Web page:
Carter, R- Pooler, will report each week during the Legislative Session, which began Jan. 13 and is expected to last until March 1.
Day 1 — Jan. 13: I began my 10th and final session in the Georgia State Legislature. What an honor and privilege it has been to represent the citizens of coastal Georgia at the state Capitol. Every day that I spend in these hallowed halls of the Capitol adds to one of the greatest experiences of my life. I thank all of you for this honor.
After arriving at the Capitol bright and early and catching up with staff, we had our first caucus of the session. Every day that we are in session, Senate Republican members meet to discuss the days’ activities and any other important issues. The Jan. 13 meeting was especially important as this is the second year of a two-year session, and bills that were not passed last year remain active and, if passed out of committee last year, return to committees for further consideration. As we went into session at 10 a.m., our first action item was to act on a motion made by the majority leader to return all remaining bills to the committee from which they came. Also, we elected David Cook as secretary of the Senate, a vital role in the legislative process. Cook replaces Bob Ewing, who retired during the interim after many years of service. After adjournment, I joined my fellow District 1 legislators for a meeting of the Coastal Georgia delegation, where we meet with the Department of Transportation and Department of Natural Resources commissioners to discuss issues in our area.
I also attended a Health and Human Services meeting and heard testimony on Senate Bill 141, the Patient Compensation Act.
Day 2 — Jan. 14: While this is the 10th year I have written these columns in this same basic format, one difference this year is in the prelude. Instead of saying that the session is expected to last until the latter days of March, this year it says that the session is expected to last until March 1.
This became more of a reality Jan. 14, as we passed House Bill 310, which changes the state primary date this year to coincide with the federal date of May 20. It also sets the runoff date as July 22 and the qualifying dates as March 3-7, both the same as the federal dates. While many people believe this is the underlying reason for the projected short session, many “old timers” reminded us that a short session was the norm back in the 1980s and 1990s. It also was pointed out that part-time hires at the Capitol cost taxpayers around $93,000 weekly and, therefore, getting out two weeks earlier could save $186,000 in taxpayer dollars.
Perhaps the “line of the session” occurred Jan. 14 as Sen. Tyler Harper, R-Douglas, invited legislators to the Okefenokee Occasion that evening. This is an annual gathering of folks from South Georgia featuring local foods such as gator tail. Immediately afterward, Sen. Jack Hill, R-Reidsville, went to the well and reinforced what a delicacy gator tail is, reminding everyone that Georgia Southern’s football team had some gator tail in Florida a few months ago and it was “mighty fine.”
Day 3 — Jan. 15: It was a busy day as we started out with the Georgia Chamber of Commerce Eggs and Issues breakfast. We heard from the governor, lieutenant governor and speaker about their expectations and hopes for the session. After a short caucus, we were in session at 10 a.m. and then went over to the House chamber to hear Gov. Deal give his State of the State address and outline his budget proposal for fiscal year 2015. Although I was delighted to find out he has proposed $36 million in bond money for the Savannah Harbor project, I was disappointed that money for the re-nourishment of the Tybee Island beach area was not included.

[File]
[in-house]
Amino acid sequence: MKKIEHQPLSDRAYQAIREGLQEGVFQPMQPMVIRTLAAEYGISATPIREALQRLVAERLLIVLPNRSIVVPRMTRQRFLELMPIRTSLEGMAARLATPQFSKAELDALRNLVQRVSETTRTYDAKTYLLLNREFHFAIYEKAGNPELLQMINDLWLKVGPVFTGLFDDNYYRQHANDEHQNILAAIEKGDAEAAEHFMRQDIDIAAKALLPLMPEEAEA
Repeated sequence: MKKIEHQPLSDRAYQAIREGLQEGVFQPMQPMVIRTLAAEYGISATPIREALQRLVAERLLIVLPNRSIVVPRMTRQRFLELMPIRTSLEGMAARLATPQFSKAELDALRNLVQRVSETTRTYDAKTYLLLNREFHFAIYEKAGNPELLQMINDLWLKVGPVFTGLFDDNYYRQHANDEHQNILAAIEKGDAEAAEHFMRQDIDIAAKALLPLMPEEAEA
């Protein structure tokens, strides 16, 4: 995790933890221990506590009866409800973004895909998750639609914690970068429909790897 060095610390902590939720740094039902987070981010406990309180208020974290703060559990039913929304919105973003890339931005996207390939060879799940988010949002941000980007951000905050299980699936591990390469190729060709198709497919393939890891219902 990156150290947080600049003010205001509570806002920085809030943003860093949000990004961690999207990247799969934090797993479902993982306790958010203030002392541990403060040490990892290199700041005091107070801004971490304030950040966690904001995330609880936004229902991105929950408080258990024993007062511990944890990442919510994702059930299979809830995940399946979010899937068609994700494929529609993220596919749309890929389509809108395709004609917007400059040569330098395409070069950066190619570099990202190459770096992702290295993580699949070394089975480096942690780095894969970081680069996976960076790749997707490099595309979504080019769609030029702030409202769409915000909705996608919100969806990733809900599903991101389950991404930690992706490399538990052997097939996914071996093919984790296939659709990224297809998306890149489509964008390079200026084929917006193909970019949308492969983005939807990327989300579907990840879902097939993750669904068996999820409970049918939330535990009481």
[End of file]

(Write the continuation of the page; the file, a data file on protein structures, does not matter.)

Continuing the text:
The afternoon was spent in a joint House-Senate Appropriations hearing in which the governor went into more detail about his proposed budget. We also heard from various department heads such as DOT, the Board of Regents and Education about their specific budgets.
Day 4 — Jan. 16: After an early morning meeting with a constituent and a brief visit to our caucus meeting, I joined folks from the Coastal Conservation Association and the Georgia Sportsman Association who were visiting the Capitol. After receiving greetings from the governor, the CCA presented me an award for my sponsorship last year of HB 36, which established game-fish status for Georgia’s redfish. I was honored to receive the award.
After a short session, I attended a Senate leadership meeting in which we discussed strategy for the upcoming session. As the chief deputy whip, I am privileged to be a member of leadership in the Senate. For lunch, we feasted on seafood gumbo and roasted oysters prepared by CCA members. The afternoon was spent in appropriation subcommittee meetings, where we scrutinized the public-safety and fiscal-management portions of the budget.
Day 5 — Jan. 17: The morning started off early with a meeting with an expert in geospatial information systems from Georgia Tech, whom I am working with to draft legislation dealing with the federal law known as Biggert-Waters. While I am co-sponsoring legislation calling on Congress to repeal this law, I continue to work on ways for the state to make sure the flood maps are as accurate as possible and proper notification is given to property owners.
We went into session at 9 a.m.; with little business, we were out quickly. This is typical of the first days of a session. I attended a meeting of the Appropriations Higher Education subcommittee, where we reviewed the amended FY 14 budget before spending the afternoon in the office
Carter can be reached at 421-B State Capitol, Atlanta, GA 30334, call him at 404-656-5109, connect with him on Facebook at facebook.com/buddycarterga or follow him on Twitter @Buddy_Carter.